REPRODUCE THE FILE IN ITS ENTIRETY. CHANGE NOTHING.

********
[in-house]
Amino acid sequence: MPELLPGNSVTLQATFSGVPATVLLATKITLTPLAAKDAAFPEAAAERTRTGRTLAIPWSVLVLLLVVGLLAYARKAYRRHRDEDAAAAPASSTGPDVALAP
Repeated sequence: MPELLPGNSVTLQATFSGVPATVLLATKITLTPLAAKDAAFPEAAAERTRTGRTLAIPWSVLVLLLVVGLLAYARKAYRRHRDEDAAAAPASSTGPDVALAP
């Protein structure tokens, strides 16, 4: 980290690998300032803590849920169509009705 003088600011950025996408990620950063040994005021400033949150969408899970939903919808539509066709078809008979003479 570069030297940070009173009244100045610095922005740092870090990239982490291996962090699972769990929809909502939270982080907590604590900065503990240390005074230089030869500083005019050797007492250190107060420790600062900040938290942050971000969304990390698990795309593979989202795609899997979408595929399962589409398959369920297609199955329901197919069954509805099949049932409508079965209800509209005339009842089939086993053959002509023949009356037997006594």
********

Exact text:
[in-house]
Amino acid sequence: MPELLPGNSVTLQATFSGVPATVLLATKITLTPLAAKDAAFPEAAAERTRTGRTLAIPWSVLVLLLVVGLLAYARKAYRRHRDEDAAAAPASSTGPDVALAP
Repeated sequence: MPELLPGNSVTLQATFSGVPATVLLATKITLTPLAAKDAAFPEAAAERTRTGRTLAIPWSVLVLLLVVGLLAYARKAYRRHRDEDAAAAPASSTGPDVALAP
């Protein structure tokens, strides 16, 4: 980290690998300032803590849920169509009705 003088600011950025996408990620950063040994005021400033949150969408899970939903919808539509066709078809008979003479 570069030297940070009173009244100045610095922005740092870090990239982490291996962090699972769990929809909502939270982080907590604590900065503990240390005074230089030869500083005019050797007492250190107060420790600062900040938290942050971000969304990390698990795309593979989202795609899997979408595929399962589409398959369920297609199955329901197919069954509805099949049932409508079965209800509209005339009842089939086993053959002509023949009356037997006594």